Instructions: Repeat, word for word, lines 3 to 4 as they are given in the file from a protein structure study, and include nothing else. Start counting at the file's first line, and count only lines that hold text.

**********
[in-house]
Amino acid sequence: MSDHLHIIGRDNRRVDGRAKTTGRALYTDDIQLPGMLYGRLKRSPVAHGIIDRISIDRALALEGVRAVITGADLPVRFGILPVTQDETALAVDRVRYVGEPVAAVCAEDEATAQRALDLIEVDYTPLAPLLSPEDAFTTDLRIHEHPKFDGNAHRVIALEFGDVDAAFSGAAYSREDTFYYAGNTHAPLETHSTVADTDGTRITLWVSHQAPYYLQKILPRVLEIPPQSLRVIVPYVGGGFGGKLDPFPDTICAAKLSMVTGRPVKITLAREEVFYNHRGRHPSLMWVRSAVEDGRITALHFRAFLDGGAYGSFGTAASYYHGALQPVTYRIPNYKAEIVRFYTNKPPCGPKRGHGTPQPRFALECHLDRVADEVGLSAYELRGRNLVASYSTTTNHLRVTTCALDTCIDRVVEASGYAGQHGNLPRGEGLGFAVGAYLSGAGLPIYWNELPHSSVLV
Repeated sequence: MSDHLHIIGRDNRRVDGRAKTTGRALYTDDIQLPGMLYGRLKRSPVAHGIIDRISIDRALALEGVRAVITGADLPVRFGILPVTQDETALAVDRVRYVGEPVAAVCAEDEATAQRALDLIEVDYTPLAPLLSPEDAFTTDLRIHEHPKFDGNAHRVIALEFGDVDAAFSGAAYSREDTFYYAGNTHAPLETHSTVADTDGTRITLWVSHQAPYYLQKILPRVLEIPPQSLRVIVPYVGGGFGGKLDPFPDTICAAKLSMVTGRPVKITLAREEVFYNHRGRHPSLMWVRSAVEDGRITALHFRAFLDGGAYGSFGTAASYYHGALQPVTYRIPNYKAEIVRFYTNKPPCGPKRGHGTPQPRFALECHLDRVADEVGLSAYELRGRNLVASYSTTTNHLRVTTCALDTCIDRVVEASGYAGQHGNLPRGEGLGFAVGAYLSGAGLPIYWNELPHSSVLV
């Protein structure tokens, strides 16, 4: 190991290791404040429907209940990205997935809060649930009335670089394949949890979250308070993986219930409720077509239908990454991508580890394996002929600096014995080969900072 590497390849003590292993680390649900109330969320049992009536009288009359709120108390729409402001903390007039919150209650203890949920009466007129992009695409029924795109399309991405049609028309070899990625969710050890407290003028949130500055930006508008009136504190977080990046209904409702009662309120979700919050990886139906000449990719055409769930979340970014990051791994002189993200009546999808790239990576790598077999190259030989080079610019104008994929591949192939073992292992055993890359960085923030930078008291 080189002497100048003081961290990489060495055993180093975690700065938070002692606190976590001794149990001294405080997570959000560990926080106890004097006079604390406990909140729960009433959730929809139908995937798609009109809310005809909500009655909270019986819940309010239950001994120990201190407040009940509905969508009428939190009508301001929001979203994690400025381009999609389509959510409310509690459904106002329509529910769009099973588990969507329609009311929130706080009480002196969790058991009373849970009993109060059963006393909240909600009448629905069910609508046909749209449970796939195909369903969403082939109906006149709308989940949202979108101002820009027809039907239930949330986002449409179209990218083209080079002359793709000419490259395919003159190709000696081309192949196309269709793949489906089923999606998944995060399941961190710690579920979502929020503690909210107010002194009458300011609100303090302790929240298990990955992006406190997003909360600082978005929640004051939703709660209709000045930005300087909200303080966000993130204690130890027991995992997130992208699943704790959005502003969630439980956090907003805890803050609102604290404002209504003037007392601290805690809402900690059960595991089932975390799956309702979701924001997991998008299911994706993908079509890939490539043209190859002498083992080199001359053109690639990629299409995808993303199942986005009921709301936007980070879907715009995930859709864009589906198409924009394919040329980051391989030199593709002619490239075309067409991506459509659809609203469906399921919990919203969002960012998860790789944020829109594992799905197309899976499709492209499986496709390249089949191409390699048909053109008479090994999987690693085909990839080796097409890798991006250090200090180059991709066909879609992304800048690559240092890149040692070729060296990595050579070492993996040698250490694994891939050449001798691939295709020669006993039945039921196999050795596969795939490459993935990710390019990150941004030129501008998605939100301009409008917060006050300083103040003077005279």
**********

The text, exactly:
Repeated sequence: MSDHLHIIGRDNRRVDGRAKTTGRALYTDDIQLPGMLYGRLKRSPVAHGIIDRISIDRALALEGVRAVITGADLPVRFGILPVTQDETALAVDRVRYVGEPVAAVCAEDEATAQRALDLIEVDYTPLAPLLSPEDAFTTDLRIHEHPKFDGNAHRVIALEFGDVDAAFSGAAYSREDTFYYAGNTHAPLETHSTVADTDGTRITLWVSHQAPYYLQKILPRVLEIPPQSLRVIVPYVGGGFGGKLDPFPDTICAAKLSMVTGRPVKITLAREEVFYNHRGRHPSLMWVRSAVEDGRITALHFRAFLDGGAYGSFGTAASYYHGALQPVTYRIPNYKAEIVRFYTNKPPCGPKRGHGTPQPRFALECHLDRVADEVGLSAYELRGRNLVASYSTTTNHLRVTTCALDTCIDRVVEASGYAGQHGNLPRGEGLGFAVGAYLSGAGLPIYWNELPHSSVLV
């Protein structure tokens, strides 16, 4: 190991290791404040429907209940990205997935809060649930009335670089394949949890979250308070993986219930409720077509239908990454991508580890394996002929600096014995080969900072 590497390849003590292993680390649900109330969320049992009536009288009359709120108390729409402001903390007039919150209650203890949920009466007129992009695409029924795109399309991405049609028309070899990625969710050890407290003028949130500055930006508008009136504190977080990046209904409702009662309120979700919050990886139906000449990719055409769930979340970014990051791994002189993200009546999808790239990576790598077999190259030989080079610019104008994929591949192939073992292992055993890359960085923030930078008291 080189002497100048003081961290990489060495055993180093975690700065938070002692606190976590001794149990001294405080997570959000560990926080106890004097006079604390406990909140729960009433959730929809139908995937798609009109809310005809909500009655909270019986819940309010239950001994120990201190407040009940509905969508009428939190009508301001929001979203994690400025381009999609389509959510409310509690459904106002329509529910769009099973588990969507329609009311929130706080009480002196969790058991009373849970009993109060059963006393909240909600009448629905069910609508046909749209449970796939195909369903969403082939109906006149709308989940949202979108101002820009027809039907239930949330986002449409179209990218083209080079002359793709000419490259395919003159190709000696081309192949196309269709793949489906089923999606998944995060399941961190710690579920979502929020503690909210107010002194009458300011609100303090302790929240298990990955992006406190997003909360600082978005929640004051939703709660209709000045930005300087909200303080966000993130204690130890027991995992997130992208699943704790959005502003969630439980956090907003805890803050609102604290404002209504003037007392601290805690809402900690059960595991089932975390799956309702979701924001997991998008299911994706993908079509890939490539043209190859002498083992080199001359053109690639990629299409995808993303199942986005009921709301936007980070879907715009995930859709864009589906198409924009394919040329980051391989030199593709002619490239075309067409991506459509659809609203469906399921919990919203969002960012998860790789944020829109594992799905197309899976499709492209499986496709390249089949191409390699048909053109008479090994999987690693085909990839080796097409890798991006250090200090180059991709066909879609992304800048690559240092890149040692070729060296990595050579070492993996040698250490694994891939050449001798691939295709020669006993039945039921196999050795596969795939490459993935990710390019990150941004030129501008998605939100301009409008917060006050300083103040003077005279």